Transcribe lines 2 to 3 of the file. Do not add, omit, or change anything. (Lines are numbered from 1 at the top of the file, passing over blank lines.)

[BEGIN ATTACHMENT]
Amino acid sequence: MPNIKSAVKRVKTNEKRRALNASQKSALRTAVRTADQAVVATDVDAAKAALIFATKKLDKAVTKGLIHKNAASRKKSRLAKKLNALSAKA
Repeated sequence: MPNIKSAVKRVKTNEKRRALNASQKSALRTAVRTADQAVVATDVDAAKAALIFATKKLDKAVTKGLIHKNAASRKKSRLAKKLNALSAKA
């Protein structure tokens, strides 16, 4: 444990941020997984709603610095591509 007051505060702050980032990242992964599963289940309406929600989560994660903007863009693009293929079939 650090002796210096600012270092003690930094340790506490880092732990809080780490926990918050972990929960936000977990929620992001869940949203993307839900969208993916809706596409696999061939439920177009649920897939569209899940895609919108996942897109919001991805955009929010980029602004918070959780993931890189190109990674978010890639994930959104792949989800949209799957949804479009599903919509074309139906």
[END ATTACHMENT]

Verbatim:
Repeated sequence: MPNIKSAVKRVKTNEKRRALNASQKSALRTAVRTADQAVVATDVDAAKAALIFATKKLDKAVTKGLIHKNAASRKKSRLAKKLNALSAKA
């Protein structure tokens, strides 16, 4: 444990941020997984709603610095591509 007051505060702050980032990242992964599963289940309406929600989560994660903007863009693009293929079939 650090002796210096600012270092003690930094340790506490880092732990809080780490926990918050972990929960936000977990929620992001869940949203993307839900969208993916809706596409696999061939439920177009649920897939569209899940895609919108996942897109919001991805955009929010980029602004918070959780993931890189190109990674978010890639994930959104792949989800949209799957949804479009599903919509074309139906």